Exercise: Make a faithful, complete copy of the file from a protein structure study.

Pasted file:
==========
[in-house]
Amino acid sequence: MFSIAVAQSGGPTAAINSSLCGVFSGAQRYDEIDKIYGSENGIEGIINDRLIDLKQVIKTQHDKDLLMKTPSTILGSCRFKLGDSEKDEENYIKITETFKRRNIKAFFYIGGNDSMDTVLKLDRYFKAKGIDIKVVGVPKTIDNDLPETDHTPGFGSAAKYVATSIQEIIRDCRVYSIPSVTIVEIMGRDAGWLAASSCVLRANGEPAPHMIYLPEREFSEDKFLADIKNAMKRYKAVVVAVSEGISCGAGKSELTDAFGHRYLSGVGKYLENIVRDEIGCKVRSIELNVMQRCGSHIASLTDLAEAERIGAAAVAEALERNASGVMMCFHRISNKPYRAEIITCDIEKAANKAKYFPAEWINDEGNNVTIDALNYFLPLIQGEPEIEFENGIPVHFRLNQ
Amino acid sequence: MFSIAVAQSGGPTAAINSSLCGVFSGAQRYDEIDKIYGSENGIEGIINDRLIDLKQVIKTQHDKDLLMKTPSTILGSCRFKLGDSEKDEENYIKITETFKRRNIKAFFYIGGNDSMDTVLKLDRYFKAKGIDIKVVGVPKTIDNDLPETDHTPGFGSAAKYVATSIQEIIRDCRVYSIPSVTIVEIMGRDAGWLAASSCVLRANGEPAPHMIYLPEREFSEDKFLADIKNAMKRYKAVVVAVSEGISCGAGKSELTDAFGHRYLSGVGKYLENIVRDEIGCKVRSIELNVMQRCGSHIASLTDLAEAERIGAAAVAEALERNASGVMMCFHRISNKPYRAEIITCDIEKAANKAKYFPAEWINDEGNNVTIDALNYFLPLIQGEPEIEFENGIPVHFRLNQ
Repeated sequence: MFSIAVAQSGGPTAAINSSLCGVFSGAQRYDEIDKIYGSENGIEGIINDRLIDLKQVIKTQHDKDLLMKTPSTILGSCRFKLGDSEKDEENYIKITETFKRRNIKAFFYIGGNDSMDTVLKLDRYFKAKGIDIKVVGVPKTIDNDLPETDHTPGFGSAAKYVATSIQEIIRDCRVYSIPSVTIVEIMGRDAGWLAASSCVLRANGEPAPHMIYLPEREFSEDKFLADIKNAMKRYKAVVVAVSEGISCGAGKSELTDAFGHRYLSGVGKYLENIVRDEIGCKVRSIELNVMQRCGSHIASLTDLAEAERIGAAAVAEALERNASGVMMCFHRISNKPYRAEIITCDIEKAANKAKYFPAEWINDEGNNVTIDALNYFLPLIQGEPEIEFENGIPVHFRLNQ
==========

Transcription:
[in-house]
Amino acid sequence: MFSIAVAQSGGPTAAINSSLCGVFSGAQRYDEIDKIYGSENGIEGIINDRLIDLKQVIKTQHDKDLLMKTPSTILGSCRFKLGDSEKDEENYIKITETFKRRNIKAFFYIGGNDSMDTVLKLDRYFKAKGIDIKVVGVPKTIDNDLPETDHTPGFGSAAKYVATSIQEIIRDCRVYSIPSVTIVEIMGRDAGWLAASSCVLRANGEPAPHMIYLPEREFSEDKFLADIKNAMKRYKAVVVAVSEGISCGAGKSELTDAFGHRYLSGVGKYLENIVRDEIGCKVRSIELNVMQRCGSHIASLTDLAEAERIGAAAVAEALERNASGVMMCFHRISNKPYRAEIITCDIEKAANKAKYFPAEWINDEGNNVTIDALNYFLPLIQGEPEIEFENGIPVHFRLNQ
Amino acid sequence: MFSIAVAQSGGPTAAINSSLCGVFSGAQRYDEIDKIYGSENGIEGIINDRLIDLKQVIKTQHDKDLLMKTPSTILGSCRFKLGDSEKDEENYIKITETFKRRNIKAFFYIGGNDSMDTVLKLDRYFKAKGIDIKVVGVPKTIDNDLPETDHTPGFGSAAKYVATSIQEIIRDCRVYSIPSVTIVEIMGRDAGWLAASSCVLRANGEPAPHMIYLPEREFSEDKFLADIKNAMKRYKAVVVAVSEGISCGAGKSELTDAFGHRYLSGVGKYLENIVRDEIGCKVRSIELNVMQRCGSHIASLTDLAEAERIGAAAVAEALERNASGVMMCFHRISNKPYRAEIITCDIEKAANKAKYFPAEWINDEGNNVTIDALNYFLPLIQGEPEIEFENGIPVHFRLNQ
Repeated sequence: MFSIAVAQSGGPTAAINSSLCGVFSGAQRYDEIDKIYGSENGIEGIINDRLIDLKQVIKTQHDKDLLMKTPSTILGSCRFKLGDSEKDEENYIKITETFKRRNIKAFFYIGGNDSMDTVLKLDRYFKAKGIDIKVVGVPKTIDNDLPETDHTPGFGSAAKYVATSIQEIIRDCRVYSIPSVTIVEIMGRDAGWLAASSCVLRANGEPAPHMIYLPEREFSEDKFLADIKNAMKRYKAVVVAVSEGISCGAGKSELTDAFGHRYLSGVGKYLENIVRDEIGCKVRSIELNVMQRCGSHIASLTDLAEAERIGAAAVAEALERNASGVMMCFHRISNKPYRAEIITCDIEKAANKAKYFPAEWINDEGNNVTIDALNYFLPLIQGEPEIEFENGIPVHFRLNQ